Discovering Our World Through Sensory Play
Written by Rhonda Yeager

Have you ever observed the sheer delight of a small child that has just discovered the momentous pleasure of stomping in the latest remnants of rainfall? It’s irresistible! It does not matter that this pool of water is dirty, murky, or full of unknown objects. It is an opportunity to explore, experiment, observe, and manipulate -- a way for a child to discover the world around him – SENSORY PLAY.


Sensory play is a valuable part of quality early childhood programs. Children are provided with sensory materials used to enhance their senses of touch, sight, taste, smell, and hearing. The use of sensory materials allows children the opportunity for hands-on and self-directed play to encourage the development of the following:

Fine/Gross motor skills - Children are able to improve their fine/gross motor skills through the manipulation of sensory materials – pouring, molding, lifting, carrying, sifting, sorting, etc.

Creativity - Sensory play allows the child to experiment with a large variety of materials in new and creative ways. Uninterrupted play (by adults) allows creativity to flourish. The children are able to use the materials as they see fit and are able to enjoy the process and have no concern for the end product.

Self-esteem – The children build self-confidence and positive self-esteem as they master what they set out to do. They have the opportunity to choose on their own what they plan to do and how they will accomplish it. When their personal goals are achieved, there is a great sense of fulfillment.

Social development – As children interact with each other, they learn to share and cooperate while building their vocabulary. They also learn effective ways to resolve conflicts among each other.

Cognitive development – Children develop their cognitive skills through sensory play by observing, experimenting, and formulating solutions to problems that arise while manipulating the sensory materials. They learn to count, group, sequence, construct, measure, etc.


In setting up sensory play, you can get as simple or as elaborate as you like. The standard container for sensory play is usually a sand & water table, selling for $100 to $250. However, the cheapest and most beneficial way to set up your sensory materials, is to invest in numerous large tubs or dishpans.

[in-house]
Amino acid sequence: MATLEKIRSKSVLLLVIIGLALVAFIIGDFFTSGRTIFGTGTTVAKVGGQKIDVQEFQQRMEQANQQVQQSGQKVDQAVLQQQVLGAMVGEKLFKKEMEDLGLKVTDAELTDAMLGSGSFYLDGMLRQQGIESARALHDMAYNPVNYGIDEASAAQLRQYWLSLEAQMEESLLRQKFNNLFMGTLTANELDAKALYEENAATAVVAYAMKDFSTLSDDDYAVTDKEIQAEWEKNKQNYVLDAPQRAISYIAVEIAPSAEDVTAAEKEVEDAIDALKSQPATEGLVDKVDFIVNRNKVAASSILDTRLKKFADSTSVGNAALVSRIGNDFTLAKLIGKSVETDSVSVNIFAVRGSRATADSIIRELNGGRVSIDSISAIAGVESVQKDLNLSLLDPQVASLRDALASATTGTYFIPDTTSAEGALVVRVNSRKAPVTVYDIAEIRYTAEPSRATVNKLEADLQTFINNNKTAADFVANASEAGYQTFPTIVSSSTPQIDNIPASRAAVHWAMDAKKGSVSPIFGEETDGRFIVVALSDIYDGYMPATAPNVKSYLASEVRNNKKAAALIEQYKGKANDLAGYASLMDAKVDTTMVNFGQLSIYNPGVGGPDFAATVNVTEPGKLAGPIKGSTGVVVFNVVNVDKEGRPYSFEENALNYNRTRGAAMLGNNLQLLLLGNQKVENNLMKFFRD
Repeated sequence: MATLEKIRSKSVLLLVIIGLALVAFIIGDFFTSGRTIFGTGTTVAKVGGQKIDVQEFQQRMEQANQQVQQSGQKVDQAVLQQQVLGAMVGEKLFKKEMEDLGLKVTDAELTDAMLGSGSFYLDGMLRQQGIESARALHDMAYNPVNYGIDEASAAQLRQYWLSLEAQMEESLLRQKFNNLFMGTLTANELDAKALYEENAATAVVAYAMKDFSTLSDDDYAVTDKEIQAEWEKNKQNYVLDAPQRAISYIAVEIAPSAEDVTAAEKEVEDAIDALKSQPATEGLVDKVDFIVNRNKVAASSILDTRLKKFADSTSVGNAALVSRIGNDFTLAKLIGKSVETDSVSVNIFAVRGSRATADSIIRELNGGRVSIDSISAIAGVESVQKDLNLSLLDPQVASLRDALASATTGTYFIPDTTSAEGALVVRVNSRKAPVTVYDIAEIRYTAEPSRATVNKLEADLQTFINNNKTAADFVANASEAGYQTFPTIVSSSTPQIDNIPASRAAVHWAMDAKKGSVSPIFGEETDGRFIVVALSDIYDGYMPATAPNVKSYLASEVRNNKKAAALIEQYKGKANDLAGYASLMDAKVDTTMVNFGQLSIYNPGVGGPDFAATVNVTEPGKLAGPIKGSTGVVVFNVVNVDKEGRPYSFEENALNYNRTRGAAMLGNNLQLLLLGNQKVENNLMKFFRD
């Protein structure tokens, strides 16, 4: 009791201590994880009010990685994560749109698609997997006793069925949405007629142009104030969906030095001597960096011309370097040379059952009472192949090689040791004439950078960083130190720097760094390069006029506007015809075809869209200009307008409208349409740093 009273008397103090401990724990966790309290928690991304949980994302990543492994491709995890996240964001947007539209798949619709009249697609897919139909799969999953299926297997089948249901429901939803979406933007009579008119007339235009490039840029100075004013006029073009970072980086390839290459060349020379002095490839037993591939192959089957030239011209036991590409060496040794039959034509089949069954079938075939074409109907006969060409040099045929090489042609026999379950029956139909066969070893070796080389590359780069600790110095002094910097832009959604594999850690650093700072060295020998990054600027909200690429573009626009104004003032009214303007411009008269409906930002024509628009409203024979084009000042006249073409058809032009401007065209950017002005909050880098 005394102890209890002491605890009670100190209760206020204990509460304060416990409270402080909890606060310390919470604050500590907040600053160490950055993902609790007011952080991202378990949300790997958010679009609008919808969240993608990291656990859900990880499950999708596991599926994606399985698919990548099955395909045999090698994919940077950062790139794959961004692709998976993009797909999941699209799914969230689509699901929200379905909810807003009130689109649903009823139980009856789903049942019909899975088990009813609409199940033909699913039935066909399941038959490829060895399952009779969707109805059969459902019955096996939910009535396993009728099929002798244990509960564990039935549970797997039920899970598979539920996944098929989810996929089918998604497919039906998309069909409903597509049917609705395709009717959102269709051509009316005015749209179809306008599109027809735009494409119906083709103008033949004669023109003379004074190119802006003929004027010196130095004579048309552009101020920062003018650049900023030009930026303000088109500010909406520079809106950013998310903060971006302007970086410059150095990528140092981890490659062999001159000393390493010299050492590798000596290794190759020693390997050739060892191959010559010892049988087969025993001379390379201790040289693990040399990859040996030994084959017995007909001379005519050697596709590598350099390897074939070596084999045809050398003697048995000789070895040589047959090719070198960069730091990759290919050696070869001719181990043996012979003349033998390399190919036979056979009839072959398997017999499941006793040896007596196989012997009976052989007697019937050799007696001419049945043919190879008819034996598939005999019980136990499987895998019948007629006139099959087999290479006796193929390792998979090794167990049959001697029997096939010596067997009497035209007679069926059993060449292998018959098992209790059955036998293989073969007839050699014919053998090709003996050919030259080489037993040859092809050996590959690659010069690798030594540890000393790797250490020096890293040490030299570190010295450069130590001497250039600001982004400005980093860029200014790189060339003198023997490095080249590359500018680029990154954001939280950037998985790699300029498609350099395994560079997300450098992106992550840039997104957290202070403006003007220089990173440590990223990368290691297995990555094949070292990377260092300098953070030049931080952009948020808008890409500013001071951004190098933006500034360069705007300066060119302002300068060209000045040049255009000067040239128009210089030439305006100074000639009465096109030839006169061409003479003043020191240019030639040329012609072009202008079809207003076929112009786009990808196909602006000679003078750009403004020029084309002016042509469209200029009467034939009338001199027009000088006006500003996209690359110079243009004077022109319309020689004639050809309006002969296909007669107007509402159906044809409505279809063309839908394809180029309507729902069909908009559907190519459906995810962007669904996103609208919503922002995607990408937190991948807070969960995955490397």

When setting up your containers, be sure to place them at a level easily accessible to the children. The containers may be placed on the floor or on a very low table. If you are doing sensory play indoors, place a throw rug or plastic matting under the containers to help contain the mess.

Some sensory materials may be placed on individual plastic serving trays, such as clay, shaving cream, and Jello. The trays will allow the children to play individually, if desired. Plan an area where the children may sit down and effectively use these trays.
Sensory materials may also be stored in large, clear Rubbermaid-type tubs with lids to be used whenever the children would like to use them. However, it is important to choose sensory materials that will store for long periods of time.

Once you have decided the type of containers to be used and where you will set up your sensory play area, it is time to start collecting sensory materials – those materials that stimulate the senses, especially the sense of touch. Begin to look for sensory materials by searching your home. There are many common household materials that may be used for sensory play. Always consider the ages of the children in your care when selecting items for your containers. Regardless of the ages of the children, ALWAYS CLOSELY MONITOR SENSORY ACTIVITIES.